Garé's paintings were never meant to be
snapshots of the nature she loved to render. Although her most
often used motif was trees (which are fairly easy to paint as
they always pose in dignified immovability), the same paintings
would often include a wide range of animals (which are certainly
not going to pose for long sessions). So Garé's paintings were
personal expressions from an artist's point of view. One of the
most important ingredients in these personal images was the
choice of Colours. Garé did not 'just' copy nature's palette,
she made her own in order to strengthen the end result, thus
making her work look as powerful as possible.
When on location Garé made endless sketches. She would occasionally add guidelines to some of her sketches, stipulating the landscapes' actual colours as she saw them. Later in her studio she would write detailed notes of the colours she would use for the painting to come. This page presents you to a fraction of Garé's work with colours.
If you browsed through Garé's field sketchbooks you would be quickly convinced that she was an extremely perceptive and imaginative person. Several of the pages seem to have started with a fairly large - and often rather detailed - sketch, but they were usually flanked by many smaller and rougher satellite sketches. It can well be speculated that she hastily jotted down ideas on the spur of the moment to refer to at a later time. These vignettes are mostly quite small and very sketchy indeed (after all, they were not meant for publishing!). Here you are presented to a few of these 'sticky notes', which all have some sort of colour direction attached.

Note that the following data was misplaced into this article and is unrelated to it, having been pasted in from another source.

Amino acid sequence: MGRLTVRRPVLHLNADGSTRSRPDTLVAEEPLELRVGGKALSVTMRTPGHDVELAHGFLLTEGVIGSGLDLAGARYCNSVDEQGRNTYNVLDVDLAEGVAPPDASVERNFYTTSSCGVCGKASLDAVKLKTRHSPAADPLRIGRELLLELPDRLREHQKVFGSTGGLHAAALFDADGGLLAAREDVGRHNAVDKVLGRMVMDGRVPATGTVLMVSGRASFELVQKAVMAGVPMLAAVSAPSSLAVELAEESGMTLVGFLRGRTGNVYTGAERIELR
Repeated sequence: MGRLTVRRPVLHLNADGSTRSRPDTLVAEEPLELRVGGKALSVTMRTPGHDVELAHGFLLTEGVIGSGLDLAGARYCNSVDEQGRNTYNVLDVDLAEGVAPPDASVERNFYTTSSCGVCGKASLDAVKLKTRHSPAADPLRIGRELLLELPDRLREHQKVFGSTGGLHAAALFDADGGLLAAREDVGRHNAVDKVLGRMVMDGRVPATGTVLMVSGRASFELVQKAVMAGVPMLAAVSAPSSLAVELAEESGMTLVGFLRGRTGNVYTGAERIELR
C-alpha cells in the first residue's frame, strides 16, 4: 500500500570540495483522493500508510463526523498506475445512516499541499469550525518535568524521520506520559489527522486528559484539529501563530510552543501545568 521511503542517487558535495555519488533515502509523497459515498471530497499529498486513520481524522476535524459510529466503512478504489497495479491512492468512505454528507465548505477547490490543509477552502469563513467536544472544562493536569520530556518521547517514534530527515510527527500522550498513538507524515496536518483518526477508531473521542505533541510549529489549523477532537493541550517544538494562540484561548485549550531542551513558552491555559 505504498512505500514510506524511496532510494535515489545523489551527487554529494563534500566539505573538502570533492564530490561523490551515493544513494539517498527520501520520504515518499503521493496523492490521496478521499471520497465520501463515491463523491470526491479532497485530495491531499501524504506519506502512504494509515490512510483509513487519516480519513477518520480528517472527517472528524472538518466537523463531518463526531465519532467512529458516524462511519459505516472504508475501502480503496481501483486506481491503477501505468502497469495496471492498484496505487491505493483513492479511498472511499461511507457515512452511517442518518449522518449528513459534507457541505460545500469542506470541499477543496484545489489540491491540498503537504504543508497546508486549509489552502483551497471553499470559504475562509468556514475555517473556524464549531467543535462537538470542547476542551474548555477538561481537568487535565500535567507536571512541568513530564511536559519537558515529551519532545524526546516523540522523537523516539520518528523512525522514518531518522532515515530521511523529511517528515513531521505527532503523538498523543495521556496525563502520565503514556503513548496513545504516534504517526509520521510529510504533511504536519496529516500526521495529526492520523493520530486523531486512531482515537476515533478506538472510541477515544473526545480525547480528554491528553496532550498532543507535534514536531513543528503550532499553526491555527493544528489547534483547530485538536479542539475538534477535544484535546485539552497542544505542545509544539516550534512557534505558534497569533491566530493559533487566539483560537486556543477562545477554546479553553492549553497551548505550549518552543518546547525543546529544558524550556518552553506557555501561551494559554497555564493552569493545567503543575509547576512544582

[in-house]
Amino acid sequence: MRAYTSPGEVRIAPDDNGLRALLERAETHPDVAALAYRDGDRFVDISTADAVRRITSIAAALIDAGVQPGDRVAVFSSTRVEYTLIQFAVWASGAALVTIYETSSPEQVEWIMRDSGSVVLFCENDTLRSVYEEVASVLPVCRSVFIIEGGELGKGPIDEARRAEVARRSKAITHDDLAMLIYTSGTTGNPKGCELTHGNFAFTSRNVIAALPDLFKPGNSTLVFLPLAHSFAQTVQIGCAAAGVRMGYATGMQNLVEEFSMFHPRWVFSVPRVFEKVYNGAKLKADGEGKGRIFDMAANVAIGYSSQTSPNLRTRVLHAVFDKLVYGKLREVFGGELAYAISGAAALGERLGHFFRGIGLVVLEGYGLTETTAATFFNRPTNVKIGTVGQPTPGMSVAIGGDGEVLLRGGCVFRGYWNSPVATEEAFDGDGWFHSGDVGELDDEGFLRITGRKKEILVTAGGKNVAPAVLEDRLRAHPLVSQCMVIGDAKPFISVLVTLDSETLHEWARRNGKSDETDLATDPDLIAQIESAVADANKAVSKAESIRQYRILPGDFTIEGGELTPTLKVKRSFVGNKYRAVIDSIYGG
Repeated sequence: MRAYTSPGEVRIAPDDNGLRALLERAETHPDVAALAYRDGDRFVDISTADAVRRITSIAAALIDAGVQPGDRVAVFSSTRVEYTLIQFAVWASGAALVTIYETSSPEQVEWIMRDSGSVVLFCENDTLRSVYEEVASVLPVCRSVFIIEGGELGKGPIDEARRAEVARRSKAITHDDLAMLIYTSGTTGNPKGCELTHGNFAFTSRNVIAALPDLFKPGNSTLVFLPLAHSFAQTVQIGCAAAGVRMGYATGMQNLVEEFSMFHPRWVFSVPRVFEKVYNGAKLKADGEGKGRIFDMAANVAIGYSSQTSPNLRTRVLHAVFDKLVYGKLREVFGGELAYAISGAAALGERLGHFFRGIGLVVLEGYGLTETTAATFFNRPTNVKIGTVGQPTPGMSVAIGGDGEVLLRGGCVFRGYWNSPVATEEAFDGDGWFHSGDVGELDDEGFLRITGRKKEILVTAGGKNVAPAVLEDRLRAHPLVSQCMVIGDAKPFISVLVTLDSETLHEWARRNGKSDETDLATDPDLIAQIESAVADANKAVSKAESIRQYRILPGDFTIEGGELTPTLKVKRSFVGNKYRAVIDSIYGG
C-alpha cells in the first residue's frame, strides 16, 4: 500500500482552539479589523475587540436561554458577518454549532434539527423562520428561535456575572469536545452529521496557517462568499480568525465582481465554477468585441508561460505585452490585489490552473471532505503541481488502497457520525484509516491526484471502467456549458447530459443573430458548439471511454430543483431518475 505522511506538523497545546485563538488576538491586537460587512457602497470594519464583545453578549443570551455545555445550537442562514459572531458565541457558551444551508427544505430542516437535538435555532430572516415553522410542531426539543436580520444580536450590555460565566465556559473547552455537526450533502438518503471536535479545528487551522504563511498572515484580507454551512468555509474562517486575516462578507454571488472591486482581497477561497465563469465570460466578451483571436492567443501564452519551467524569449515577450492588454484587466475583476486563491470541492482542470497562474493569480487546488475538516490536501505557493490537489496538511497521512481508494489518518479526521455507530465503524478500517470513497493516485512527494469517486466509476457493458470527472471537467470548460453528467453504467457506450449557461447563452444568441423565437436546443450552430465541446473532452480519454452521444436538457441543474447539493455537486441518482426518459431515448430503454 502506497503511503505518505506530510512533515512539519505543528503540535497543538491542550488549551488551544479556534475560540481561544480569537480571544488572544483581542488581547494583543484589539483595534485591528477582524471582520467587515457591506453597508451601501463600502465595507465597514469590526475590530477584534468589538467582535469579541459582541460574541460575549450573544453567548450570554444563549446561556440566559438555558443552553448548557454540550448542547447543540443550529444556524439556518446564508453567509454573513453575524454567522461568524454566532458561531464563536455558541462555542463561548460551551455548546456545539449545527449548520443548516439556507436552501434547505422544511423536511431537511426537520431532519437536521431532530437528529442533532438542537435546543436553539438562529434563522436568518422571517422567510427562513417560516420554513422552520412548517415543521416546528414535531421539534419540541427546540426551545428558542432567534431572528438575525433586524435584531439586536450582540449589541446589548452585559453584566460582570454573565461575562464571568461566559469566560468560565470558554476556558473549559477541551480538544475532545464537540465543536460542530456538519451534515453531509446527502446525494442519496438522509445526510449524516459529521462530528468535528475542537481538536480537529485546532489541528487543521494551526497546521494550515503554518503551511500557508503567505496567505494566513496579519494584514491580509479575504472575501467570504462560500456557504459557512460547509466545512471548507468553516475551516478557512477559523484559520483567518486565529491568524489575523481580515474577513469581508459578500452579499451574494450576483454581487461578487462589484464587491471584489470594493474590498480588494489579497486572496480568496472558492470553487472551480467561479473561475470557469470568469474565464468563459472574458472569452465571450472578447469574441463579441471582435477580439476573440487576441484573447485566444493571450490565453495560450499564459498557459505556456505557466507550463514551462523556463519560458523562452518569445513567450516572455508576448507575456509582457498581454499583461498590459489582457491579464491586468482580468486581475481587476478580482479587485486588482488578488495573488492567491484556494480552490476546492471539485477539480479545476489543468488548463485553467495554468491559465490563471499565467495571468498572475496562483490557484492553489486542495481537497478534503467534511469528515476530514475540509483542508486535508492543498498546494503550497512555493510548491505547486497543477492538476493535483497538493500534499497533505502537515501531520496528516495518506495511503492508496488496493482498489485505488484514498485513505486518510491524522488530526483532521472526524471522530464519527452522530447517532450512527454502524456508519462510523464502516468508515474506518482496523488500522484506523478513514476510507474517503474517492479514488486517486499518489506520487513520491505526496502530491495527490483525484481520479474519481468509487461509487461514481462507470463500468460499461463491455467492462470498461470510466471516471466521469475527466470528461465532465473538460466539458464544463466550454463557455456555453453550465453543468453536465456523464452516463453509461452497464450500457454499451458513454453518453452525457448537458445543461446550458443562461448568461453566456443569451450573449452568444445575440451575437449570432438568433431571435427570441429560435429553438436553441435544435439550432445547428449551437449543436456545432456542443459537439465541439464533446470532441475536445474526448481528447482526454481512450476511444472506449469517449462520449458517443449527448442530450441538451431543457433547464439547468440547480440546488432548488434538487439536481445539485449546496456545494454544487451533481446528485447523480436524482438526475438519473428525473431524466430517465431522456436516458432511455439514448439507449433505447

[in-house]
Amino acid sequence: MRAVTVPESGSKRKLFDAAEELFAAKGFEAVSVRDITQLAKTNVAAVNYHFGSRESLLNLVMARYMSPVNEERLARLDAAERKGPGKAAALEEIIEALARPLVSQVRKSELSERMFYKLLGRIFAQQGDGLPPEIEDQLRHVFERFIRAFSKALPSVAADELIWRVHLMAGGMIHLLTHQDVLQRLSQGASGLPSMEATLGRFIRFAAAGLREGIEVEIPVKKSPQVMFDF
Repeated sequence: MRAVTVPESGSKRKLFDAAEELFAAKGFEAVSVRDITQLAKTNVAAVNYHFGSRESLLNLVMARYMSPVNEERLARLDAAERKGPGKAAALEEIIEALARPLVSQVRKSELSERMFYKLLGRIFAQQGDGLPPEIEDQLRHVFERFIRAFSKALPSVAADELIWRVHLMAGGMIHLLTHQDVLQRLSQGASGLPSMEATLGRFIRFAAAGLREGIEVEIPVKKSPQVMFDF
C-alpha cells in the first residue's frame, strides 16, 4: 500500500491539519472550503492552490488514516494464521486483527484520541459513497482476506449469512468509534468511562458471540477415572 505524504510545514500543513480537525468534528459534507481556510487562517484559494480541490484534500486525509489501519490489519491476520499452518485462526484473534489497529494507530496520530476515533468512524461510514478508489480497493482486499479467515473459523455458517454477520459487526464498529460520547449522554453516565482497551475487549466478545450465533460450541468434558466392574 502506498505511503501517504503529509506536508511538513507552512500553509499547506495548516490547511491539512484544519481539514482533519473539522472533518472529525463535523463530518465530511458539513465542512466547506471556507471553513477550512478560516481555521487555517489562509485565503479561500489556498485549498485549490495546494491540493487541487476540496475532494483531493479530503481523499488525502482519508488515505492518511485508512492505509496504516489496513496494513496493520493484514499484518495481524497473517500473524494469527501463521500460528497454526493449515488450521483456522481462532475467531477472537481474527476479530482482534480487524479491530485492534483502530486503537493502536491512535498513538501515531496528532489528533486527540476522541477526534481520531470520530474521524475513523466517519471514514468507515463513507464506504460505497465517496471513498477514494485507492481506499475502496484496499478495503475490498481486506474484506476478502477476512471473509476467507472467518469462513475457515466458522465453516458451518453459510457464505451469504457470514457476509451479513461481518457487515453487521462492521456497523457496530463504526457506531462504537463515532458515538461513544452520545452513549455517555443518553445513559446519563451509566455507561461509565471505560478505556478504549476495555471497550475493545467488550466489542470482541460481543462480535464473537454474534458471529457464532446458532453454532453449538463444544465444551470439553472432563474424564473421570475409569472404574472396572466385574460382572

In her studio Garé began to decide which colours she wanted in her next painting. As you can see she was quite thorough and professional about choosing the specific colours. (It is rather obvious that Garé worked next to a cup of coffee!) The end result was a 20x24 painting on board titled 8-61 Mt. San Jacinto - Fall Trees. Although the colouring is quite stunning it was 'only' a type of preliminary to the next one, a 22x28 board painting titled 9-61 Mt. San Jacinto, which was displayed in San Jacinto's City Hall.
As time went on Garé worked even harder on her colours and she used more complicated palettes. This is apparent from this notebook example in which she has booked two full pages! The end result was a 18x24 board painting titled 3-65 The Hunted.
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